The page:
Recognised for five decades of fostering children

Verna and George Kite. Photo: John Borren.

Not many parents forget how many children they’ve cared for in their life, but Verna and George Kite have.

The Bethlehem couple can tell us they’ve fostered children across five decades, but only know the number is in the triple digits.

Now the octogenarians have been recognised for their selfless and tireless efforts by the Governor General in Wellington.

Their outstanding accomplishments and 56 years contributing to New Zealand’s foster care system saw them receive an Honouring Excellence award at 2024′s Excellence in Foster Care Awards in March.

The Weekend Sun journalist Ayla Yeoman sat down with the couple to explore their 56 years of fostering children.

The couple say the fostering began on their Waikato dairy farm in 1968.

Verna remembers the opportunity came along when they adopted daughter Andrea.

“It was under Social Welfare at the time and that’s how we got into it, and it just blossomed from there… We had a big old house and plenty of rooms.

“We got short-term children from Hamilton Court whose parents were fighting for custody.

“They’d bring them out to us and we might have them for a week, three weeks... for three months.”

The couple had two sons of their own, who, with older sister Andrea, grew up with foster children coming in and out of their home throughout their childhoods.

“It was great, our children have said to us it was good for them because they realised how lucky they were.

"We had a lot of children that didn’t even have a home and didn’t have parents and had nobody that cared about them.”

Verna admits she’s been heartbroken many times.

“You sort of think: ‘I’m not gonna do this again’ but then the next one comes up, so you do it.”

It takes a special kind of person to dedicate their life to making others’ lives better – Verna and George are the epitome of this.

The Weekend Sun saw that they clearly, really loved every child – and no child was more important than another.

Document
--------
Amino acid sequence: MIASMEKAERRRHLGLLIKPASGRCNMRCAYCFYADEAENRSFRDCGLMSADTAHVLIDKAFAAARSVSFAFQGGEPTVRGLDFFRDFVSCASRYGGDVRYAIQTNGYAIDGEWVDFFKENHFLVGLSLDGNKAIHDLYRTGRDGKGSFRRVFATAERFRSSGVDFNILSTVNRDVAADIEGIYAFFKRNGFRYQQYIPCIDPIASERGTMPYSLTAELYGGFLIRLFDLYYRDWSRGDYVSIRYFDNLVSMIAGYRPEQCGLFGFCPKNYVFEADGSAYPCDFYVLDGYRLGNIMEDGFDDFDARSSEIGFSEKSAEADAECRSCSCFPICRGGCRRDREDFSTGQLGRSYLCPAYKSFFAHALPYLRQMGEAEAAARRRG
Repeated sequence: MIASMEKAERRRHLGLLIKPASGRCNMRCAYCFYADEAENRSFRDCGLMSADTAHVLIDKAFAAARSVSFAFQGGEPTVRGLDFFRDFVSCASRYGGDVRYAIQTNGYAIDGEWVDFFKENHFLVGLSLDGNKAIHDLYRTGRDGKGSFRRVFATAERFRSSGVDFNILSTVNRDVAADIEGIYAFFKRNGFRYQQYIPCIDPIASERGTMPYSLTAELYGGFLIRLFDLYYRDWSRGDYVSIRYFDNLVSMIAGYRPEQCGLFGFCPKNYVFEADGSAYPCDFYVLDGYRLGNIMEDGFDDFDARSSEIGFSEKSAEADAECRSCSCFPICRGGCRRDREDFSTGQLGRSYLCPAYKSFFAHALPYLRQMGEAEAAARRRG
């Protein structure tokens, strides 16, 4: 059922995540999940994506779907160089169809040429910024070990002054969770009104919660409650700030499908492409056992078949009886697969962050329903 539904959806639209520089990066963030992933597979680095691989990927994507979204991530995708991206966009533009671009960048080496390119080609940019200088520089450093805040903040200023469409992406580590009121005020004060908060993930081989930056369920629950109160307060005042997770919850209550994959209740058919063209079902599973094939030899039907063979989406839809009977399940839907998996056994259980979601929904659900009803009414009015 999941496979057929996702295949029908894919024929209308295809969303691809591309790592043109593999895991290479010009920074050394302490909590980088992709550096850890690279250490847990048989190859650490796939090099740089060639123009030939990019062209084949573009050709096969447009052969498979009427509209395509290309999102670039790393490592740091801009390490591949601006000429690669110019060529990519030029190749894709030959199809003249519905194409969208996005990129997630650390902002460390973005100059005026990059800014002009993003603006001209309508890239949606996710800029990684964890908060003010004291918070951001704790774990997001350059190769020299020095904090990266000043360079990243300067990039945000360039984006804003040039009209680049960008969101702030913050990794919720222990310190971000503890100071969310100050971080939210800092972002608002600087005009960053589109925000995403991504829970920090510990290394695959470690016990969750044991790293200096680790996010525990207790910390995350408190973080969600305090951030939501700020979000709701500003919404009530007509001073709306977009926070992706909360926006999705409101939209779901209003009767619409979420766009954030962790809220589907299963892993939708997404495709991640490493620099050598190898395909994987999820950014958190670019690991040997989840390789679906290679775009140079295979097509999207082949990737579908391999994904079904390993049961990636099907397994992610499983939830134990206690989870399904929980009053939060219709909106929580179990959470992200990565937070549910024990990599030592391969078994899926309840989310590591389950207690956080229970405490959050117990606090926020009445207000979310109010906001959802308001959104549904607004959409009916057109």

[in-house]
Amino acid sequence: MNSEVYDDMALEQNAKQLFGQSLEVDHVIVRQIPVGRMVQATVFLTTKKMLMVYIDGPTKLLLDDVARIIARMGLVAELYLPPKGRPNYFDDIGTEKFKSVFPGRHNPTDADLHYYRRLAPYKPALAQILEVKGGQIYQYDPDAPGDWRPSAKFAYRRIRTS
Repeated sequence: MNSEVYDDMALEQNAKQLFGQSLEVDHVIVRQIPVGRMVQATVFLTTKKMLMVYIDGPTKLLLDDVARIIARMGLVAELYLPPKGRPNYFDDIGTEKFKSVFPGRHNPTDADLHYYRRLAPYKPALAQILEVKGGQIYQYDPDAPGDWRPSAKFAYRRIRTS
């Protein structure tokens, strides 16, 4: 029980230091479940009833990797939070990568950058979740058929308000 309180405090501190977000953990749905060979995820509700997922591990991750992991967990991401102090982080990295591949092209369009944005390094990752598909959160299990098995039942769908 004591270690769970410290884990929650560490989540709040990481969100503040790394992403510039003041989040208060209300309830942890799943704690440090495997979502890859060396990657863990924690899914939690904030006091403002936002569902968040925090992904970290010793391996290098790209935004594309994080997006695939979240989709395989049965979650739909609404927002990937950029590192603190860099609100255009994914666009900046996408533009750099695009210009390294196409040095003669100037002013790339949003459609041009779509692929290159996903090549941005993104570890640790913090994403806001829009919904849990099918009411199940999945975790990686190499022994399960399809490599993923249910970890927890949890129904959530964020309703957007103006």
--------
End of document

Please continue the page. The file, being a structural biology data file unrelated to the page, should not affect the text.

Every story they told, they told with the same amount of enthusiasm – sharing memories of the good and the bad, the times they laughed and the times they cried.

In fact, while being humbled by the Foster Care Award, they “didn’t think it was necessary”.

The certificate presented by Governor General. Photo: John Borren. 

So what does it take to be a fosterer?

“Patience,” says Verna.

“And you need love – but you need to be able to see inside the child because every child has a problem, they come to you with problems.

“You can’t ask them.

"You’ll find after they’ve been here – [it] might be two days, a week, might be three weeks – they come and talk to you.

"They open up and once they open up it’s great because they get it all off their chest.”

The couple would love to continue to foster children, even at their age, but unfortunately George’s health isn’t up to it.

“We always had foster children up till the last couple of years when George got heart problems.

"We do weekends with children or if there’s an emergency child, we’ll take emergency children but we don’t do full fostering."

“I’d love to, but George isn’t up to it any more; he’s 85 and I’m 80,” says Verna.

Next week The Sun will share the couple’s experiences with the children they have fostered over the years, while not identifying the individuals.

“You never know what the kid’s going to be like,” says Verna.

For example, they fostered a seven-year-old boy who’d been in trouble.

“He was a gorgeous little kid. He’d been in trouble so many times and this was his last chance, coming to the farm.”

Read more next week.

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